c) The internal rate-of-return is that discount rate which equates the discounted cash flows from a project to the initial investment cost. e) The profitability index is calculated by dividing the discounted cash flows by the initial investment to arrive at the present value per dollar of outlay: . (1  IRR) where CFt = cash flow (positive or negative) in period t I = initial investment. N = the life of the project. b) The accounting rate-of-return method averages the after-tax profit from an investment for every period over the initial outlay. IRR must be solved iteratively as follows: N NPV   t 0 CFt  I. d) The net present value of a project is computed by discounting the cash flows to the present by the appropriate cost of capital. N ARR   t 0 APt N I. where APt = after tax profit in period t I = initial investment N = the life of the project. Thus. N NPV   t 0 CFt I (1  K)t where k = the appropriate discount rate. The cumulative time period is calculated at the point where the sum of annual cash inflows equals the initial investment.estimated for the project’s life. The time period is the payback period. The IRR is then compared with the cost of capital of the firm to determine whether the project will return benefits greater than its cost. A net present value greater than one means that undertaking the project will increase the value of the firm.

N PI   t 0 CFt (1  K)t I. In contrast. Thus the conflict . note that the NPV of each project falls. and internal rate-of-return methods are theoretically and empirically more acceptable than the accounting rate-ofreturn and net payback period methods in that they explicitly consider the cost of capital and the time value of money. in some instances the two methods will provide different rankings for capital investment projects. The net present value method assumes reinvestment of intermediate funds at a single discount rate. The points at which NPV = 0 are the projects’ IRR’s.1%. The ranking derived from the NPV differs from that of the IRR if the discount rate used in the NPV calculation is below point C or 7. Moving along the horizontal axis to larger discount rates in the above diagram. In addition. 8. the IRR method assumes that intermediate net cash flows are reinvested to earn a rate equal to the internal rate of return. the NPV of the project with larger future cash flows will be affected more severely by the increasing discount rate and thus the NPV of project A decreases more rapidly than that of project B. however. Projects result in different rankings if the cost of one project is greater than that of another or if the timing of cash flow differs among projects. The net present value. The NPV and IRR methods may lead to similar accept/reject decisions. profitability index. The project should be undertaken if the PI is greater than 1.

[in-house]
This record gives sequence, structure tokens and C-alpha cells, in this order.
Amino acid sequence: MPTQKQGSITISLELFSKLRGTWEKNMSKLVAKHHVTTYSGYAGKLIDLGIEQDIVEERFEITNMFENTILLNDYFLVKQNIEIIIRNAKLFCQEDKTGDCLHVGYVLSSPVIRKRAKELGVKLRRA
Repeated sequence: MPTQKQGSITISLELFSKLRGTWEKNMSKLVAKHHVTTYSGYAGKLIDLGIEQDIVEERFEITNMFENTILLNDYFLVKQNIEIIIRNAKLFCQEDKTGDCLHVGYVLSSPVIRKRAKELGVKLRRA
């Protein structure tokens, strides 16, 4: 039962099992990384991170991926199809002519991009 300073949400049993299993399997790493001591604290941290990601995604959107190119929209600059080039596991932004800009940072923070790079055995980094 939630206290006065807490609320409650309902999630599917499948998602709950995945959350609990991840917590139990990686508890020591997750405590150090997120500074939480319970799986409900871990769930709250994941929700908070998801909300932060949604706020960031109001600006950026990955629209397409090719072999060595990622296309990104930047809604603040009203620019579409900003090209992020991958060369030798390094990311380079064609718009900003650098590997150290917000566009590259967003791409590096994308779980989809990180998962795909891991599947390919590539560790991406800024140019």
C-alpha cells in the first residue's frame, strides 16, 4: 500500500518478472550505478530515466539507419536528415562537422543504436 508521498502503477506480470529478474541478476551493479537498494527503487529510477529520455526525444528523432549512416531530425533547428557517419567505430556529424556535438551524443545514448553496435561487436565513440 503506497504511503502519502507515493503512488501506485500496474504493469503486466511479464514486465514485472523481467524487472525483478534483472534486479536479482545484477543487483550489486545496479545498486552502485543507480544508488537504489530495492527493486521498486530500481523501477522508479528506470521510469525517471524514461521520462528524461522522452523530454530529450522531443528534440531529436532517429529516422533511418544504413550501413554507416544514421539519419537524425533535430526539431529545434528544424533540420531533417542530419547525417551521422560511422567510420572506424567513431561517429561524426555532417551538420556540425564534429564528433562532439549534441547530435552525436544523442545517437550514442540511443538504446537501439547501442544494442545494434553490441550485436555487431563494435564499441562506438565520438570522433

Although there are drawbacks implicit in the assumptions of IRR in real-world problems. Given this constraint. For example. it is illogical to assume that shareholders can invest funds for instance at both 14% and 25% depending on the IRR of the two projects. a) Multiple rates of return can occur using IRR if the cash flows change sign. Ideally. in considering two mutually exclusive projects. the IRR is most appropriate. IRR is often used in conjunction with other capital budgeting methods so that these assumptions are somewhat counterbalanced. Inflation has a major impact upon all financial decisions of the firm mainly because tax deductibility of depreciation charges is based upon historical costs. and constraints. IRR can lead to conflicting capital budgeting solutions. goals. Although these arguments are valid. This causes two problems: (1) it divorces the discounting process from the cost of capital and (2) it implies that reinvestment rates are contingent on individual projects. b) IRR calculations use the assumption that the shareholder can reinvest the cash flows at the IRR. the IRR’s legitimacy is weakened. there will be a new root solution to the IRR problem. regardless of what the length of the project’s useful life is. When this occurs. Multiple or imaginary roots make interpretation of the capital budgeting solution difficult. The IRR may be the most appropriate return measure depending upon the firm’s specific policies. c) When groups of projects are considered. It is also possible for the IRR solution to be imaginary. 10. 9. Nelson goes on to isolate 5 areas in which inflation has impact on capital budgeting decisions: a) The optimal level of capital investment will typically decrease as the rate of . In a world of certainty where each project has the same risk. the viability of using the IRR method should be evaluated only within the corporate or business context.between the NPV and IRR rankings depends on whether the discount rate used by the firm is less than the cross-over rate (point C) or the rate that equates the projects NPV’s. firm policy may set a planning horizon of 4 to 5 years. depending on what combination of projects are considered. a decision rule should allow the manager to choose projects independently of one another. With this in mind.